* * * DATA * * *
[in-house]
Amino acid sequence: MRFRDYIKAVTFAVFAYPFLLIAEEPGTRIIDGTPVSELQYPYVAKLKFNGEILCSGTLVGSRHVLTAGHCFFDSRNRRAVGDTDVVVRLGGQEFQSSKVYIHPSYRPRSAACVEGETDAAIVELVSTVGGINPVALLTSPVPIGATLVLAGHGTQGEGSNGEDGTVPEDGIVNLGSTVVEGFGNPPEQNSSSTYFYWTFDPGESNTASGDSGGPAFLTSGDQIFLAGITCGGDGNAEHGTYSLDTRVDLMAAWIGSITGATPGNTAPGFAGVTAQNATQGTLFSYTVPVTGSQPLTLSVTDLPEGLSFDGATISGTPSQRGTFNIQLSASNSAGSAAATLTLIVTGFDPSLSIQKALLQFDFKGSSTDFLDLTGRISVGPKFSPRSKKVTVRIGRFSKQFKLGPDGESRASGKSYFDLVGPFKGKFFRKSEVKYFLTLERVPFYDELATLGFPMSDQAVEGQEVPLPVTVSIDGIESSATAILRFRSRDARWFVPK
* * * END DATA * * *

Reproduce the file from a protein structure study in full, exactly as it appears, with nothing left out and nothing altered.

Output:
[in-house]
Amino acid sequence: MRFRDYIKAVTFAVFAYPFLLIAEEPGTRIIDGTPVSELQYPYVAKLKFNGEILCSGTLVGSRHVLTAGHCFFDSRNRRAVGDTDVVVRLGGQEFQSSKVYIHPSYRPRSAACVEGETDAAIVELVSTVGGINPVALLTSPVPIGATLVLAGHGTQGEGSNGEDGTVPEDGIVNLGSTVVEGFGNPPEQNSSSTYFYWTFDPGESNTASGDSGGPAFLTSGDQIFLAGITCGGDGNAEHGTYSLDTRVDLMAAWIGSITGATPGNTAPGFAGVTAQNATQGTLFSYTVPVTGSQPLTLSVTDLPEGLSFDGATISGTPSQRGTFNIQLSASNSAGSAAATLTLIVTGFDPSLSIQKALLQFDFKGSSTDFLDLTGRISVGPKFSPRSKKVTVRIGRFSKQFKLGPDGESRASGKSYFDLVGPFKGKFFRKSEVKYFLTLERVPFYDELATLGFPMSDQAVEGQEVPLPVTVSIDGIESSATAILRFRSRDARWFVPK